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Leader looks at state of county

Antonovich announces many new projects, blasts feds for Station Fire

Posted: May 19, 2011 1:55 a.m.
Updated: May 19, 2011 1:55 a.m.

Michael Onuscheck, senior vice president at Boston Scientific, left, welcomes keynote speaker Los Angeles County Supervisor Michael Antonovich to the stage to give the State of the County presentation to hundreds gathered for the luncheon in the Grand Ballroom of the Hyatt Regency Valencia in Valencia on Wednesday.

A library for Stevenson Ranch, a new boat ramp for Castaic, a half-dozen new fire stations for the Santa Clarita Valley and a new courthouse — possibly at Castaic Junction — were among the projects outlined Wednesday by Los Angeles County Mayor Michael D. Antonovich at a luncheon attended by many local community leaders.

From a podium inside the Hyatt Regency Valencia, Antonovich delivered his annual State of the County speech to more than 300 local government and community representatives.

Antonovich gave a rundown on just about all the county projects and programs operating in the Santa Clarita Valley — from the Placerita Canyon Nature Center and Natural Area receiving environmental awards to 42 local storefront facades being built on Disney/ABC Studios at The Ranch.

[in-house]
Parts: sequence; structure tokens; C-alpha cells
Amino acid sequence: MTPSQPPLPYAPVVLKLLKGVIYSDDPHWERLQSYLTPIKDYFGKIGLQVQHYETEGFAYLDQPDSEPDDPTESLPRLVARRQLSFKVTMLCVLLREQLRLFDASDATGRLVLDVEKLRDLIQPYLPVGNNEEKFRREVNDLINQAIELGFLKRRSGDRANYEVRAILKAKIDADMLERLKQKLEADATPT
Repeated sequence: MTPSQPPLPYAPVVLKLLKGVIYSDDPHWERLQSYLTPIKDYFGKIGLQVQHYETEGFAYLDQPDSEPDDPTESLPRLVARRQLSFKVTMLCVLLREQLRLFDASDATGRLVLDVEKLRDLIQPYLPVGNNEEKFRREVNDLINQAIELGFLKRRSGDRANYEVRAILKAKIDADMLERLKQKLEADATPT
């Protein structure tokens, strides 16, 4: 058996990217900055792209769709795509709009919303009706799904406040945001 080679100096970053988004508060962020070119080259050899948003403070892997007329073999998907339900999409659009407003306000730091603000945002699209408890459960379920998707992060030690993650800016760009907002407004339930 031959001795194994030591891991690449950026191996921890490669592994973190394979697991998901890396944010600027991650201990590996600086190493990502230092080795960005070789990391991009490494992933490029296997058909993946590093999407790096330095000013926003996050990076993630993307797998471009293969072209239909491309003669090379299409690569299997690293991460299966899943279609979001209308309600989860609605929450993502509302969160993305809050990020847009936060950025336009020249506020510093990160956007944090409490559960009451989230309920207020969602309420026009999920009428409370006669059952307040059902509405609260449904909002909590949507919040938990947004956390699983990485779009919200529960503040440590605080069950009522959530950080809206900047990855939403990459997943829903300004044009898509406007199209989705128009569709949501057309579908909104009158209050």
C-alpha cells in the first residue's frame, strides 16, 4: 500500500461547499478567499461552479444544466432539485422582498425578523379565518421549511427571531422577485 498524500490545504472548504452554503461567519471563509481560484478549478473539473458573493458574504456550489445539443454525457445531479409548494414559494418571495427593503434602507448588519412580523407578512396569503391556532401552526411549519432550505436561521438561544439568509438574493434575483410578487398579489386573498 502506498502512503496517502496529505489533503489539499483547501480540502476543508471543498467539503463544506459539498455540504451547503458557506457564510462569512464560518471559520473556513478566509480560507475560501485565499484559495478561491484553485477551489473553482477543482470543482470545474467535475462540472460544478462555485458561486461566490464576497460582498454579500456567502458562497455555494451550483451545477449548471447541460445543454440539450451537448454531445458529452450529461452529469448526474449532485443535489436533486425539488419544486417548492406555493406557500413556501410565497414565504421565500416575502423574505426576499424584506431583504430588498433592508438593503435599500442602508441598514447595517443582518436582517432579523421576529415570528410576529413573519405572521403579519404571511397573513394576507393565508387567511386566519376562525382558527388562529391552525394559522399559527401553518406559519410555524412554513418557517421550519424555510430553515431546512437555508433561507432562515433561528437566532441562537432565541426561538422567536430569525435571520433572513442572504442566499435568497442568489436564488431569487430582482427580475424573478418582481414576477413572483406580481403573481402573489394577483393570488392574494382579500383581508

“We all know how tough it is right now,” Antonovich said during his opening remarks. “These are times when we get predeclined credit cards in the mail,” he joked, “and CEOs are playing miniature golf.”

Antonovich blasted the state for not using the $2.5 billion recently announced unanticipated revenue to pay down the state debt.

He also blasted the federal government for dragging its heels in delivering its critical assessment of the Station Fire, the 2009 blaze that killed two firefighters, destroyed homes along the San Gabriel Mountains, foothills and in Acton and was dubbed the largest fire in Los Angeles County history.

“That devastating fire — the Station Fire — is still being reviewed” on the federal level, Antonovich said.

“The U.S. Forest Service has not yet completed their investigation of that fire,” he said, referring to the service’s input into a study undertaken by the U.S. Government Accountability Office.

“Our study took us four to six weeks to complete,” he added, referring to the county’s assessment of the Station Fire.

“That report came before us, and we sent it to Washington (D.C.), where it’s being reviewed. We’re moving to have the county have a more active role when fires like this happen.”

Antonovich called it “stupid” to have fire calls made to a command center in Idaho to fight fires here.

The Government Accountability Office has assigned two full-time investigators to its Station Fire inquiry, which began several months ago and is expected to continue until the end of the year.

The study should be complete by late fall, Forest Service spokesman Stanton Florea said when he was contacted after the luncheon.



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